Late last night, nearly 90,000 homes were without power in Washington State alone, alongside 100,000 more in the Midwest and South. There have been more than 4,000 flights cancelled or delayed nationwide – including 1,000 departures and arrivals from New York’s Kennedy and La Guardia airports. According to the National Weather Service (NWS), a much as a foot and a half of snow has fallen across areas of Minnesota, Wisconsin and Michigan.
Newark International Airport reported that inbound flights were facing delays at departure cities by as much as four hours.
AccuWeather meteorologist Alex Sosnowski warned: “The worst of the storm is forecast to focus on central and northern California, with a heightened threat of flooding, mudslides, erosion, power outages, avalanches and road-closing snowfall in the mountains.”
Commuters have been affected by ice-rink like roads, with drivers being warned to take caution on snow covered roads.
According to AccuWeather meteorologist Tyler Roys, this winter storm is a “unique” one.
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The weather expert told USA Today: ”This storm is unique in that it brought a significant storm to Seattle and a wintry mess to so many big cities – Chicago, Detroit, New York and Boston.
“When you include the South, the storm is impacting almost every part of the United States in some shape or form.”
Areas of New Jersey are bracing for up to 8 inches of snow and ice, with Governor Phil Murphy declaring a state of emergency for the whole state.
Schools in Seattle have so far been closed for two days, and Tuesday saw a mix of rain and snow cover the region.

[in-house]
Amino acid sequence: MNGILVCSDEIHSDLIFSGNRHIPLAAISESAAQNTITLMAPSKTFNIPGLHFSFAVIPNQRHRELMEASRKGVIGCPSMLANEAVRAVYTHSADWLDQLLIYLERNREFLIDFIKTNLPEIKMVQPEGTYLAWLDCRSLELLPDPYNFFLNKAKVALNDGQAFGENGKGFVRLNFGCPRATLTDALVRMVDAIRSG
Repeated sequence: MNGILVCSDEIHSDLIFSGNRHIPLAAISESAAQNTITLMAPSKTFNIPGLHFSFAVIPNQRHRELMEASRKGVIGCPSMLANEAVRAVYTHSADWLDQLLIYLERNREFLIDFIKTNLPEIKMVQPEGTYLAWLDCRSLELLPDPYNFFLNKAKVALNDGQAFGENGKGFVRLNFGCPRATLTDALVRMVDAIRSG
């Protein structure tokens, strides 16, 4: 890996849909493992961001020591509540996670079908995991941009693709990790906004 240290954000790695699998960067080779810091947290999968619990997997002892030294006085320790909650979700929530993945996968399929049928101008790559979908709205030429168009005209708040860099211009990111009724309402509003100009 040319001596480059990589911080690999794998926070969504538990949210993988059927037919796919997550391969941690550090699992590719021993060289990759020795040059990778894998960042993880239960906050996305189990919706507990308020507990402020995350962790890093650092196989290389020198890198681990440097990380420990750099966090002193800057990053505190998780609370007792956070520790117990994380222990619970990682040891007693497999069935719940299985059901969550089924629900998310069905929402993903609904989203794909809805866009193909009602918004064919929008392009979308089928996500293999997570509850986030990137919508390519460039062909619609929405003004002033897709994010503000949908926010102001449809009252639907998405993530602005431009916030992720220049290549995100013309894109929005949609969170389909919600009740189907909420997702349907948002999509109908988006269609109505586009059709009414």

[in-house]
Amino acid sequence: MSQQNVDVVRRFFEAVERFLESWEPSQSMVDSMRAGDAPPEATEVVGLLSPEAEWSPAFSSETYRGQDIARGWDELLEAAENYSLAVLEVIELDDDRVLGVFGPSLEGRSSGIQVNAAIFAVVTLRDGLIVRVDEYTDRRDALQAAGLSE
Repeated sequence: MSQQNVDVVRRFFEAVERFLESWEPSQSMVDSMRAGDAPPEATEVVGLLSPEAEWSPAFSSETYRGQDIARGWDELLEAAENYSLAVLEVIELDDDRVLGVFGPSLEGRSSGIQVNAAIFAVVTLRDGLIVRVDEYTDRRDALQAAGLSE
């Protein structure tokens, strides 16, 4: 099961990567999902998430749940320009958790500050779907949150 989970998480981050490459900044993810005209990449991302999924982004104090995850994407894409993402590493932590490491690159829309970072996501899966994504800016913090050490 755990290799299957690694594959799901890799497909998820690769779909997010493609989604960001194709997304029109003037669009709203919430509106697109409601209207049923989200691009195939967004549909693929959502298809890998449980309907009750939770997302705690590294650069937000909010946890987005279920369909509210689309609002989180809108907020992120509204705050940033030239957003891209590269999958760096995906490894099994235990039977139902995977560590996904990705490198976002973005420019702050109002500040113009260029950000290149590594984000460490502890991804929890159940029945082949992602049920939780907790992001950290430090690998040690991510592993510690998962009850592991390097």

Seattle has been blanketed by three times the amount the average snow it sees in a year, 20.2 inches.
The Seattle Weather Service tweeted: “Here’s another statistic that sets this month apart, including ALL months going back to 1894, there have been only been five months (including this one) in which six plus inch snowfall occurred twice in the same month.”
Now the Weather Service is warning residents to brace for landslides saying: “With the recent rains and snow melt, the threat for #landslides has increased for the lowlands below 1,000 feet for Tuesday through Friday.”
Even Hawaii has experienced the impact of winter storms, with sixty-foot waves and wind gusts up to 191 mph recorded across the weekend.
Sam Lemmo, administrator for Hawaii’s Office of Conservation and Coastal Lands said: “The forecasters were calling this an unprecedented event and we concur.
“We rarely if ever have seen the combination of record high on-shore waves, coupled with gale-force winds.”
Wintry weather will continue to travel north and east into the middle of the week, and some areas of the Great Lakes into New England will be covered by at least 6-12inches of snow.
To the south of that heavy snow area, there is the potential of freezing rain, with up to a quarter inch of ice in places.